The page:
Today's footnote: Wallace is hard to review, because the books are complicated, and because their self-consciousness tends to swallow attempts to conceive them. (There was a Don Martin cartoon that scared me as a child, in which for four panels a spider weaves a web between two branches, until in the final panel the camera pulls back and the branches are revealed to be the sticklike legs of a giant fly, licking his chops; Wallace's fiction is to criticism as the fly is to the spider.)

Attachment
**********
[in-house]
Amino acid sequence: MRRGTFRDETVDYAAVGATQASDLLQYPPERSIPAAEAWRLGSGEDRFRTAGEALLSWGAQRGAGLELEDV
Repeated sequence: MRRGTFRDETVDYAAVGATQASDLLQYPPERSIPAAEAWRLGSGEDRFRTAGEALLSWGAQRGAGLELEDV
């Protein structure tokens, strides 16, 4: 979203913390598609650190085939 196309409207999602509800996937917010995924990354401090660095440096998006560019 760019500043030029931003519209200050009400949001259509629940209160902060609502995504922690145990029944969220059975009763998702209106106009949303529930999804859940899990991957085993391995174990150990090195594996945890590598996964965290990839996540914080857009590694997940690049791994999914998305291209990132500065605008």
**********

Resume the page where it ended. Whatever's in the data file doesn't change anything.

Wyatt Mason, writing about Oblivion in the LRB in 2004, maybe doesn't trap the fly, but at least he's weaving his web in the right place: he successfully articulates the difficulty of the late stories, and some of the functions and effects of that difficulty. (Helen Dewitt, whose The Last Samurai is recommended to DFW fans, doesn't find Oblivion difficult. Good for you, Helen!)